Just because you love doing something doesn’t necessarily mean you’re going to be good at it. That’s what nail tech Joi Lambert discovered not long after she quit her job as a property manager in 2013 to attend nail school. “I realized early in my training that I wasn’t the best at painting nails,” says Lambert. “It was pretty discouraging and I didn’t know what I was going to do. I worked in nail salons and practiced, but I found my skills were still below average. I knew I had to think of other options.” The option she came up with was to develop her own gel-polish line called Purjoi Nail Studio.
We asked Lambert to tell us more about how she created the line.
What drew you to nails as a career in the first place?
Lambert: I think my passion started when I was in sixth grade. My teacher stopped at my desk, picked up my hand, and told me that I had the most beautiful hands and nails. I still remember her face and the feeling I had. Everything was about nails from that moment on. I still remember my first nail polish — it was Wet N Wild. My father bought it for me.
How did you go about developing the gel-polish?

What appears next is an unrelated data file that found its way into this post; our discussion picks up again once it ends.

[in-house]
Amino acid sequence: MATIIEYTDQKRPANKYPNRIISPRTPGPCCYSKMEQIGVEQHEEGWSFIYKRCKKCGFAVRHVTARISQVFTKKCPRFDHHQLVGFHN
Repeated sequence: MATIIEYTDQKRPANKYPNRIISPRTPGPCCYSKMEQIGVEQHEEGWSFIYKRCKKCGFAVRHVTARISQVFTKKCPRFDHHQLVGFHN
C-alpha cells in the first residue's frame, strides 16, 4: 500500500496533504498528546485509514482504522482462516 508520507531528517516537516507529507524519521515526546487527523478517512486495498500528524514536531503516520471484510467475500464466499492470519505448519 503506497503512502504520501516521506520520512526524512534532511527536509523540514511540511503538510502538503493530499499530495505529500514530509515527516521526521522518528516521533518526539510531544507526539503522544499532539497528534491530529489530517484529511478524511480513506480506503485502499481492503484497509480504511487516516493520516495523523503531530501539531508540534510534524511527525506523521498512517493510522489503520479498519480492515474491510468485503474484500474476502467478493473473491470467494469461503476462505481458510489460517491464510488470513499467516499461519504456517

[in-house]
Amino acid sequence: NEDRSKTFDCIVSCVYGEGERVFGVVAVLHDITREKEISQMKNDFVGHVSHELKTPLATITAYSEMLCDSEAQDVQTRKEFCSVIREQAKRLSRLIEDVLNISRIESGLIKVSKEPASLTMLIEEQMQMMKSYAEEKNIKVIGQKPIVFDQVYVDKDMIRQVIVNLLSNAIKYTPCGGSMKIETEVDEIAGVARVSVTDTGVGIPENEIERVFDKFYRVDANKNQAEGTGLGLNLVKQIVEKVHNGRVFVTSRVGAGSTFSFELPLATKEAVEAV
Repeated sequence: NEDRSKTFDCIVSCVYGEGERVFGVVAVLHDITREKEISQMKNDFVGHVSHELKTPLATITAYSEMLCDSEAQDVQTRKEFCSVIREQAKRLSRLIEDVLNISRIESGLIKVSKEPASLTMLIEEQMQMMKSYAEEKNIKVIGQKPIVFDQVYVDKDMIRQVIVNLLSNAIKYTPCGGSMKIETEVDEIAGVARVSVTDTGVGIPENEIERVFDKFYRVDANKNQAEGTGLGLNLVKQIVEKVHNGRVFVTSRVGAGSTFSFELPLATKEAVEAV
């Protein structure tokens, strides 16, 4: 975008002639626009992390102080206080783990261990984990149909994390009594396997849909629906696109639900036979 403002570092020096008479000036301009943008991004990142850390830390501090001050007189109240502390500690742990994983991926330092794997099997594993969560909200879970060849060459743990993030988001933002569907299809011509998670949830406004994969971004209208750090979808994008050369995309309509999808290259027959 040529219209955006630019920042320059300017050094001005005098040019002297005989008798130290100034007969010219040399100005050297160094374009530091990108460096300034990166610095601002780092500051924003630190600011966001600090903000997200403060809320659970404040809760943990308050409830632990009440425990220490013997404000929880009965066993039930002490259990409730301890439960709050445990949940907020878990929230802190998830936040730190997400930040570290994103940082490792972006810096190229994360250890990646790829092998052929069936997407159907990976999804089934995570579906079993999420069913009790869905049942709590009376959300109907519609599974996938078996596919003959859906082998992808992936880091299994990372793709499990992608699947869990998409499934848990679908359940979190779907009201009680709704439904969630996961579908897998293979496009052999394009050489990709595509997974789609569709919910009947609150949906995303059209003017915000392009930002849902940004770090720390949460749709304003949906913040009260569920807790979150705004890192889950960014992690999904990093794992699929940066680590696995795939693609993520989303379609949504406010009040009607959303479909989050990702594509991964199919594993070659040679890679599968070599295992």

Lambert: I started by testing a big number of gel brands and making notes as to what I liked or disliked. I tested the gels and ranked their application and nail art capabilities. I ranked the removal and how long it took. After fine-tuning what I needed based on my expectations, my formula was created. It was a lot of work and a lot of sleepless nights. The entire process took me about a year.
So what did you come up with?
Lambert: I introduced 50 rich colors with a high-shine gloss that last up to two weeks. The formula is three-free and it removes easily in eight to 10 minutes. “Pur” describes the three-free aspect and the simplicity of the product. “Joi” is my name and the feeling I hope it delivers.
What makes your product different?
Lambert: My one-step formula was made to be thicker to provide easier applications and to apply nail art. I discovered that by providing a little thicker formula, users are able to achieve smooth, even layers — which is helpful for any level of painter.
Do you still regret your inability to paint nails?
Lambert: Yeah, it’s big joke in my circle that I can’t paint other people’s nails and I get teased, but all in good humor. I’m proud to admit my faults and proud it didn’t get in my way. I wanted to be in the nail industry — it just took me longer to figure out where.
For more information, go to www.purjoinailstudio.com.
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